I grew up in a thoroughly Republican household.

My grandfather was a Swedish immigrant who felt that if he could make his way in this country as a young kid who spoke no English and somehow got himself an engineering degree, anyone could do it. A bootstrapper, he attended Cooper Union for free thanks to the largesse of founder Peter Cooper. “Noblesse oblige” was apparently fine with him but not “social welfare” - he loathed FDR and dismissed his programs as hand-outs. Still, he always voted and was incredibly loyal to this country.

My parents were also Republicans. I can remember seeing “I Like Ike” buttons around the house. And my father, a former Marine, was known to stand and salute whenever Reagan came on the air.

While I didn’t share my father’s adulation of Reagan — I disagreed with his treatment of the air traffic controllers and Iran-Contra was a disaster in my opinion — I’m not a Democrat. This may be as much because I’m an artist and, paraphrasing Groucho, don’t want to belong to any party that’d have me as a member. But it’s also because I think both parties have interesting candidates and valuable ideas and I want to be able to pick and choose.

And yes, I’m a nightmare in a restaurant, wanting one from Column A, but can I also have the sides from Column B and the dessert from Column C?

But really, shouldn’t the best people and the best ideas win?

I’ve been addicted to “Borgen” these last couple of weeks. For those of you who haven’t seen it, it’s a Danish television series about a woman who’s elected prime minister. That is to say, her party has enough seats and is able to persuade enough other parties to contribute to her party’s platform that they all agree that she should be Prime Minister.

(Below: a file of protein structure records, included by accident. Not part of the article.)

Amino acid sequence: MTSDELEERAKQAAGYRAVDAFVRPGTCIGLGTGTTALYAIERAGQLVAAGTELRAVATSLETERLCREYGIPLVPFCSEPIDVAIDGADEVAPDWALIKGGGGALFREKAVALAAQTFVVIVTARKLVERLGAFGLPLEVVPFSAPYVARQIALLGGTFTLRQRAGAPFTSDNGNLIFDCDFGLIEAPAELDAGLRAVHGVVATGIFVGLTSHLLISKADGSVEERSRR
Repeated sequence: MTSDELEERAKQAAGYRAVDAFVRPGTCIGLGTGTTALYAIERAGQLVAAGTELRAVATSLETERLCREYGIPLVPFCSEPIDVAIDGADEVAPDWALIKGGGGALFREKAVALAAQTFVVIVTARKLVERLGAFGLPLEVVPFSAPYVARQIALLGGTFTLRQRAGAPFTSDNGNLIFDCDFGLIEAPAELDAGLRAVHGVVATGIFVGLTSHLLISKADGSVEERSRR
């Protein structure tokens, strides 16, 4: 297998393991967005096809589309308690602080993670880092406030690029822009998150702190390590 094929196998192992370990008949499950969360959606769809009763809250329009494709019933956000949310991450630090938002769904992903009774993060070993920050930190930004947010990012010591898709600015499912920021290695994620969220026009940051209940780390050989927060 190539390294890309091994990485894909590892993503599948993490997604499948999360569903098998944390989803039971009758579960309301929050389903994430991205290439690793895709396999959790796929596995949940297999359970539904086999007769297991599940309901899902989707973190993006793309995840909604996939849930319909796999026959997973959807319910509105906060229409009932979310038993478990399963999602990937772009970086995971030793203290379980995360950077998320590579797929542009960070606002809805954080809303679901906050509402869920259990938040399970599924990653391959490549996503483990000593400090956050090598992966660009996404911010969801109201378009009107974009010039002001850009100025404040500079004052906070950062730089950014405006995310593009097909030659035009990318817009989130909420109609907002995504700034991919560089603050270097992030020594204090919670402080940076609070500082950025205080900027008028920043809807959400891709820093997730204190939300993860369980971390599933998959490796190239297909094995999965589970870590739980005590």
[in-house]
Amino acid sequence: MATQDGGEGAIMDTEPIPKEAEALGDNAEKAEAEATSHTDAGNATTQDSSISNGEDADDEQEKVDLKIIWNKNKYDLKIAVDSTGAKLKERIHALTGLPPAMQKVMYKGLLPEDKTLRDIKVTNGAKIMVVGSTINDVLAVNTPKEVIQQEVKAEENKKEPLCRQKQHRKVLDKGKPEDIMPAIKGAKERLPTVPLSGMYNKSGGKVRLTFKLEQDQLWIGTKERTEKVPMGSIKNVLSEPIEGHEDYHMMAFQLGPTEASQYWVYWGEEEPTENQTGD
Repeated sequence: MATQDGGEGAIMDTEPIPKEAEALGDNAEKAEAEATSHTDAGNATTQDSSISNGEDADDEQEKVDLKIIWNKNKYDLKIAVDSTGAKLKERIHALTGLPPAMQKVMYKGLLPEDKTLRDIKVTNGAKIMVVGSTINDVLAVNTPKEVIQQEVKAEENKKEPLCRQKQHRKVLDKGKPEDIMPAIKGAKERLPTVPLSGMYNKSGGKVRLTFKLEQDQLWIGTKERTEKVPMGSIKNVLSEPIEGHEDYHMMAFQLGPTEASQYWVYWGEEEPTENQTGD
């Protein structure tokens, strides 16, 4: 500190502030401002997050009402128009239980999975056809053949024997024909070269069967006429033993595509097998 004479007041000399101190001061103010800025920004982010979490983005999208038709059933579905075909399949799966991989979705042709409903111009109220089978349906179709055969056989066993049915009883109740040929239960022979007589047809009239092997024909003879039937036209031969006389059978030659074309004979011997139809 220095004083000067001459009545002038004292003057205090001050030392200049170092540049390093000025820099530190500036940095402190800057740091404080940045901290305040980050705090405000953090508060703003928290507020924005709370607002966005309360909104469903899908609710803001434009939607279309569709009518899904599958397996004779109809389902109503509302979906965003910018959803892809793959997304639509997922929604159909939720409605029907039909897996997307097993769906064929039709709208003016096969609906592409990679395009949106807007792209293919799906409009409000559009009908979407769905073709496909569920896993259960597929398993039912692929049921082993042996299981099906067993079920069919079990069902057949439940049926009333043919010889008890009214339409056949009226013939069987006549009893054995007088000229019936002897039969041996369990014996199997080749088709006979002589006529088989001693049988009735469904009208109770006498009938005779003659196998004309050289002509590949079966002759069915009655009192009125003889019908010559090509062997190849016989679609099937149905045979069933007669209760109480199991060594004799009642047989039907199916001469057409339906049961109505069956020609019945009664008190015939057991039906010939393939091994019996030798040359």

Now this is obviously a parliamentary government as opposed to what we have here — the legislature and the executive chosen independently and ideally checking each other’s power. But what intrigues me about the process in Denmark and other parliamentary countries is that while yes, there’s horse trading and power mongering — it’s politics after all — it’s also very much about ideas. Because each party — and there are half a dozen parties weighing in on “Borgen” — each party has its own ideas. And they fight to have their ideas included in any proposals that emerge.

And yes, you could argue that there are factions within each of our two major parties and that these factions compete during the primary season to make their ideas heard. But once the primary season is over, the chosen candidates campaign on their own platforms and the winner chooses her or his own cabinet.

And somehow the competing ideas seem to get lost.

So much so that it could be argued that once the election is over, the only thing that seems to matter is power.

Which is not to say that no one has ideas. I’m very happy that Joe Biden has publicly committed to making the pandemic job one. Thanks to Biden, there are now plenty of opportunities to be vaccinated with about a quarter of the population now fully vaccinated in Connecticut and more doses in the pipeline. And there is clarity about masking and social distancing and hygiene.

But the other side, instead of embracing the return of competency, is nursing its wounds and pitching sand in the gears. They are encouraging people not to wear masks and taking any politician who has put a mask mandate in place to court. Why? It’s so unproductive. Say you prevail in court and mask mandates are struck down. Then what — more people get sick and die? How is this a good thing?